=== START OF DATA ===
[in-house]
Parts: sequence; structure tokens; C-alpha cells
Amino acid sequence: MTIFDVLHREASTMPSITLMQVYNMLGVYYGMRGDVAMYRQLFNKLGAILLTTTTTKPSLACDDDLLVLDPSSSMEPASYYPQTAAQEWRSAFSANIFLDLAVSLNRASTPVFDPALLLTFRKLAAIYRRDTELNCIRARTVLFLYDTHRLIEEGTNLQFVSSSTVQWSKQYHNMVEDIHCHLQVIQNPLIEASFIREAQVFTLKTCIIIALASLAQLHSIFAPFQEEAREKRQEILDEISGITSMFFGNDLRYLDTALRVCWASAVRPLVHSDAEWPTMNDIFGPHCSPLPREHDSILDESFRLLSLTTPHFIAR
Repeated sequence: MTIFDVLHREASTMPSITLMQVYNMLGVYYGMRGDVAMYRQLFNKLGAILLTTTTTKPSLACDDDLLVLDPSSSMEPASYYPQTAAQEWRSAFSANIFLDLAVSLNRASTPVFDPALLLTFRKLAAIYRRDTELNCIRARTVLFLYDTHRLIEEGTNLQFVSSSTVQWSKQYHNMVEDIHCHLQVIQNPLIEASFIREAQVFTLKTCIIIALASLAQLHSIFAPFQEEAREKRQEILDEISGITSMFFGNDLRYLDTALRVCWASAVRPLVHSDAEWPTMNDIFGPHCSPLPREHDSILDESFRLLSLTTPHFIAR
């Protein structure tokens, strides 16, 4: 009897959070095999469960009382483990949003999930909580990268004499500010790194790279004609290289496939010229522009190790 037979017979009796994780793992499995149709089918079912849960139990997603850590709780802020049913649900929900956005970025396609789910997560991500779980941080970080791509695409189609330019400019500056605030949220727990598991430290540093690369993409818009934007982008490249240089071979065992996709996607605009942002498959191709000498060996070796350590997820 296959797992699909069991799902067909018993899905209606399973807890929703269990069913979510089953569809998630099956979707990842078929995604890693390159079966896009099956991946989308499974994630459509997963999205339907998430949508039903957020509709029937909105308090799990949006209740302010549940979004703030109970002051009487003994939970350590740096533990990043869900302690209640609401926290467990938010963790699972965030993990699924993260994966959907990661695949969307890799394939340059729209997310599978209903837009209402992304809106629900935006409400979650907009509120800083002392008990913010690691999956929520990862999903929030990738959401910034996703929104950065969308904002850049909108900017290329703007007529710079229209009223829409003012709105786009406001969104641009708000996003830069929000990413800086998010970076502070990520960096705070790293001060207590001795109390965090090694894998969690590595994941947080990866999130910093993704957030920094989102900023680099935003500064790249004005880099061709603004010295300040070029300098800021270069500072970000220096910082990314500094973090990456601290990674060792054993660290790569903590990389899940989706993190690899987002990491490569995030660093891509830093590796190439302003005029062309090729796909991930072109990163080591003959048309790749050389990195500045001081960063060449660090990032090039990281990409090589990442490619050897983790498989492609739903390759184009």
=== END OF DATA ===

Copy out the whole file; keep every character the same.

[in-house]
Parts: sequence; structure tokens; C-alpha cells
Amino acid sequence: MTIFDVLHREASTMPSITLMQVYNMLGVYYGMRGDVAMYRQLFNKLGAILLTTTTTKPSLACDDDLLVLDPSSSMEPASYYPQTAAQEWRSAFSANIFLDLAVSLNRASTPVFDPALLLTFRKLAAIYRRDTELNCIRARTVLFLYDTHRLIEEGTNLQFVSSSTVQWSKQYHNMVEDIHCHLQVIQNPLIEASFIREAQVFTLKTCIIIALASLAQLHSIFAPFQEEAREKRQEILDEISGITSMFFGNDLRYLDTALRVCWASAVRPLVHSDAEWPTMNDIFGPHCSPLPREHDSILDESFRLLSLTTPHFIAR
Repeated sequence: MTIFDVLHREASTMPSITLMQVYNMLGVYYGMRGDVAMYRQLFNKLGAILLTTTTTKPSLACDDDLLVLDPSSSMEPASYYPQTAAQEWRSAFSANIFLDLAVSLNRASTPVFDPALLLTFRKLAAIYRRDTELNCIRARTVLFLYDTHRLIEEGTNLQFVSSSTVQWSKQYHNMVEDIHCHLQVIQNPLIEASFIREAQVFTLKTCIIIALASLAQLHSIFAPFQEEAREKRQEILDEISGITSMFFGNDLRYLDTALRVCWASAVRPLVHSDAEWPTMNDIFGPHCSPLPREHDSILDESFRLLSLTTPHFIAR
């Protein structure tokens, strides 16, 4: 009897959070095999469960009382483990949003999930909580990268004499500010790194790279004609290289496939010229522009190790 037979017979009796994780793992499995149709089918079912849960139990997603850590709780802020049913649900929900956005970025396609789910997560991500779980941080970080791509695409189609330019400019500056605030949220727990598991430290540093690369993409818009934007982008490249240089071979065992996709996607605009942002498959191709000498060996070796350590997820 296959797992699909069991799902067909018993899905209606399973807890929703269990069913979510089953569809998630099956979707990842078929995604890693390159079966896009099956991946989308499974994630459509997963999205339907998430949508039903957020509709029937909105308090799990949006209740302010549940979004703030109970002051009487003994939970350590740096533990990043869900302690209640609401926290467990938010963790699972965030993990699924993260994966959907990661695949969307890799394939340059729209997310599978209903837009209402992304809106629900935006409400979650907009509120800083002392008990913010690691999956929520990862999903929030990738959401910034996703929104950065969308904002850049909108900017290329703007007529710079229209009223829409003012709105786009406001969104641009708000996003830069929000990413800086998010970076502070990520960096705070790293001060207590001795109390965090090694894998969690590595994941947080990866999130910093993704957030920094989102900023680099935003500064790249004005880099061709603004010295300040070029300098800021270069500072970000220096910082990314500094973090990456601290990674060792054993660290790569903590990389899940989706993190690899987002990491490569995030660093891509830093590796190439302003005029062309090729796909991930072109990163080591003959048309790749050389990195500045001081960063060449660090990032090039990281990409090589990442490619050897983790498989492609739903390759184009």